Coping with COVID-19: Watson urges Ottawa residents to accelerate tourism industry’s revival

Editor's Note

In order to keep Ottawa business leaders informed in this unprecedented health and economic crisis, OBJ publisher Michael Curran is conducting a series of video panel discussions over the coming weeks with members of Ottawa's business community. 

Just as he has throughout the COVID-19 crisis, Mayor Jim Watson issued a familiar message to Ottawa residents on Friday: stay home.

Only this time, he means after the lockdown ends.

Appearing on a live video segment with OBJ’s Michael Curran and Peter Kovessy, Watson urged viewers to help kickstart the capital’s beleaguered tourism industry once businesses are back up and running by taking “staycations” right here in town rather than venturing elsewhere.

Calling the coronavirus pandemic “the single largest challenge to face the tourism industry in our lifetime,” the mayor said the path to recovery starts in our own backyards.

“We’ve got to encourage people within our own city to go and visit some of the attractions, festivals and so on,” Watson said. When the lockdown ends, he added, “we’re going to have to call upon the million-plus people that live in the city of Ottawa to help these businesses.”

Jim Watson Q&A
Ottawa Mayor Jim Watson responds to questions from the city's business community during a live interview.

Clearly warming to the topic, the mayor even suggested couples take a “romantic getaway” at a local hotel “instead of going to Niagara Falls.”

Ottawa’s $2.2-billion-a-year tourism industry has been rocked by COVID-19. Measures to curb the spread of the novel coronavirus have already forced the cancellation of major attractions such as Bluesfest and the Canada Day celebrations on Parliament Hill, and at least half of the region’s hotels have closed their doors due to a lack of customers since the province ordered a widespread shutdown of the economy last month.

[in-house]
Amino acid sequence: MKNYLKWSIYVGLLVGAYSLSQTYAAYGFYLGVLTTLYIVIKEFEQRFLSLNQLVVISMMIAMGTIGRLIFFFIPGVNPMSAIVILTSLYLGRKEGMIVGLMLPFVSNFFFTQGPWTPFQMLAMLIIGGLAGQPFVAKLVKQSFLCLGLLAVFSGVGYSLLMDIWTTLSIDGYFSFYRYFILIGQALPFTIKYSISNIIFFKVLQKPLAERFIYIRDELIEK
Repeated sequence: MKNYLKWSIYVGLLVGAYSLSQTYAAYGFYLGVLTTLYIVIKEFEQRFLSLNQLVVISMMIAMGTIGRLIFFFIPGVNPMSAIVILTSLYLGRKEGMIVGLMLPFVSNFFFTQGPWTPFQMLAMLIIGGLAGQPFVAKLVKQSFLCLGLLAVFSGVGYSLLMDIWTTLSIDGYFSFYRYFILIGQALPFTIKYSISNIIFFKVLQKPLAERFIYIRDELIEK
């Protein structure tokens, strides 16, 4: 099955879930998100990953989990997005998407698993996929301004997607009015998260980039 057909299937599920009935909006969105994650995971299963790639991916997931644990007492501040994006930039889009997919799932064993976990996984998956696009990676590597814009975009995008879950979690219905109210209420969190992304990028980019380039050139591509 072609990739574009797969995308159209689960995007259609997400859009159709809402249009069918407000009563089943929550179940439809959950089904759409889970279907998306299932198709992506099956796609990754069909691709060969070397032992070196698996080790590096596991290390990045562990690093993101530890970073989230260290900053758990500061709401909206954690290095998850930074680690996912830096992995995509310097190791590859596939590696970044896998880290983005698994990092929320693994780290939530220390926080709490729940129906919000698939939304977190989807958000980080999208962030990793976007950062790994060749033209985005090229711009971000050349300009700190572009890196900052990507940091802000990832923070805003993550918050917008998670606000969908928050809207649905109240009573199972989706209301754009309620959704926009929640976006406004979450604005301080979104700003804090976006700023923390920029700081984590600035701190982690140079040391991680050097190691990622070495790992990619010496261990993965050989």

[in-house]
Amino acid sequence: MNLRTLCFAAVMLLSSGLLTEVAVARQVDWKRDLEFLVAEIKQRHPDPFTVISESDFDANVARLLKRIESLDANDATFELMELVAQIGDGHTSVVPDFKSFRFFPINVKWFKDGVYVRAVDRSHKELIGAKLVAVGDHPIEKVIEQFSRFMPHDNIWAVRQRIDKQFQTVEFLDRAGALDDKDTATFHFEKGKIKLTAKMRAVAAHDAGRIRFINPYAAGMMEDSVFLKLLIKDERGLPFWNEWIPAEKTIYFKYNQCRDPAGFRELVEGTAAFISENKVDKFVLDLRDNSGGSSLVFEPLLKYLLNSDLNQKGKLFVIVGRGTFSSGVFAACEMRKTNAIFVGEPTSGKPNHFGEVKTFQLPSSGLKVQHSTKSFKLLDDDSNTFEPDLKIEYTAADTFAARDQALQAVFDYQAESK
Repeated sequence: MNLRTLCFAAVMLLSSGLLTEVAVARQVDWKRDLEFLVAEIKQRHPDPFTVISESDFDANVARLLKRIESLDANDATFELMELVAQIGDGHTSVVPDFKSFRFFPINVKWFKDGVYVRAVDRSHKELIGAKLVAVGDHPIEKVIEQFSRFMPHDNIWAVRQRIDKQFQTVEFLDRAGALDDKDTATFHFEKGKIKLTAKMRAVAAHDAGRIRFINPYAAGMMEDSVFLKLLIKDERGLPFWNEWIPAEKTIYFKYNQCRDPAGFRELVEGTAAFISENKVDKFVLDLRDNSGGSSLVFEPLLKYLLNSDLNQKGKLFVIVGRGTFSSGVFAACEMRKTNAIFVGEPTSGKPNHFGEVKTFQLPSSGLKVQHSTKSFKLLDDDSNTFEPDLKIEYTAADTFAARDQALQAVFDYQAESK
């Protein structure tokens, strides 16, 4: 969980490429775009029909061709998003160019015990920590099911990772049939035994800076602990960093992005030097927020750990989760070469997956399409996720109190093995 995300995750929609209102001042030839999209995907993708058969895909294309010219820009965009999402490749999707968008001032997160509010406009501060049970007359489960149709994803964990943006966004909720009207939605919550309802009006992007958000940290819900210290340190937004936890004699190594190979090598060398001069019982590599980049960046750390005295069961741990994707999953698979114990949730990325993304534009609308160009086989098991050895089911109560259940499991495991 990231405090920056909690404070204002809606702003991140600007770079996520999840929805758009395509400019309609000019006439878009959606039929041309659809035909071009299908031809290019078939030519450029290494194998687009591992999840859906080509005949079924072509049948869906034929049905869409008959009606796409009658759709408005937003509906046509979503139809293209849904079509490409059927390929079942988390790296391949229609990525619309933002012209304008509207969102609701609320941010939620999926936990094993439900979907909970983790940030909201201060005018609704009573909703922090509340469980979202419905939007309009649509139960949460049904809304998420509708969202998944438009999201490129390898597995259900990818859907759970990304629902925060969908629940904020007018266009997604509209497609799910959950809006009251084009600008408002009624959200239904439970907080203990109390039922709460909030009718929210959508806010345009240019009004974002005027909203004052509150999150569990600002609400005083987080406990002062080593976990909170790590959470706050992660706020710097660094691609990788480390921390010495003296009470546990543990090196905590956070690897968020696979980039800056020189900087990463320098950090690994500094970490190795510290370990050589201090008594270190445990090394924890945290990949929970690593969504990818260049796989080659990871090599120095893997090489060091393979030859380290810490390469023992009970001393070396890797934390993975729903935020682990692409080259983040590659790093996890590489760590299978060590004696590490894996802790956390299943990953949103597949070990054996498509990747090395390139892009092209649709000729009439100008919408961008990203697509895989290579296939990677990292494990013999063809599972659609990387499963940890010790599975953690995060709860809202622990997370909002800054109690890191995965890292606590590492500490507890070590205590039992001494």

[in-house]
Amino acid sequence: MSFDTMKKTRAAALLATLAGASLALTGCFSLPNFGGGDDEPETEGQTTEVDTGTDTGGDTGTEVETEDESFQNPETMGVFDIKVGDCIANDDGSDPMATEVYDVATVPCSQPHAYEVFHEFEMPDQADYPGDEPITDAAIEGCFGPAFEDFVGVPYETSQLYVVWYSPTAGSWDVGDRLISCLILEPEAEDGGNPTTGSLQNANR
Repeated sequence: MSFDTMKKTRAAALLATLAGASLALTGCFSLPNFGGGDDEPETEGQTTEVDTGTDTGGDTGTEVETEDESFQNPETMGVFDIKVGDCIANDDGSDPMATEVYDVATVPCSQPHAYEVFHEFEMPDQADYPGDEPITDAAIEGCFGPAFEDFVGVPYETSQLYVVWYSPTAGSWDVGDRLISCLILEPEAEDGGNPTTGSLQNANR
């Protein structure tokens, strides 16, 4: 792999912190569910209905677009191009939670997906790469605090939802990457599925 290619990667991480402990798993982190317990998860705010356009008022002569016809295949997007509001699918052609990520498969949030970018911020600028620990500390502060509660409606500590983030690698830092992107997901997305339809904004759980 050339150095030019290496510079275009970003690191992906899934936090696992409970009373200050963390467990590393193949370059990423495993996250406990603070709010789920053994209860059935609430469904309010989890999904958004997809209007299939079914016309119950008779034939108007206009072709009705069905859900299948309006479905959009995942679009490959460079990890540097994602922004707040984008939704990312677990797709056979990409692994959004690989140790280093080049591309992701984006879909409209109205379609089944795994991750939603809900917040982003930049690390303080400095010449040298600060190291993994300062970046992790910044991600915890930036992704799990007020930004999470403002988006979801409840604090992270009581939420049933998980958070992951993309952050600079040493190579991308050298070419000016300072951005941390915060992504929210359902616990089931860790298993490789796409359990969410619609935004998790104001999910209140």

Ottawa Tourism officials predict the effect of pandemic-related measures on the sector could cost the city’s economy more than $1 billion this year.

Watson also took a moment to encourage businesses and government organizations to book conventions and conferences at local venues once the province gives the “all-clear signal” to larger gatherings.

“I think people at this point are really tired of conference calls and Zoom and would like to have face-to-face meetings,” he said.

Watson was asked about a variety of business topics during the half-hour interview, including additional tax relief to commercial property owners, the role of the manufacturing sector in the city’s economic recovery as well as the police checkpoints on the Quebec side of the region’s interprovincial bridges.

For the full interview, watch the interview above.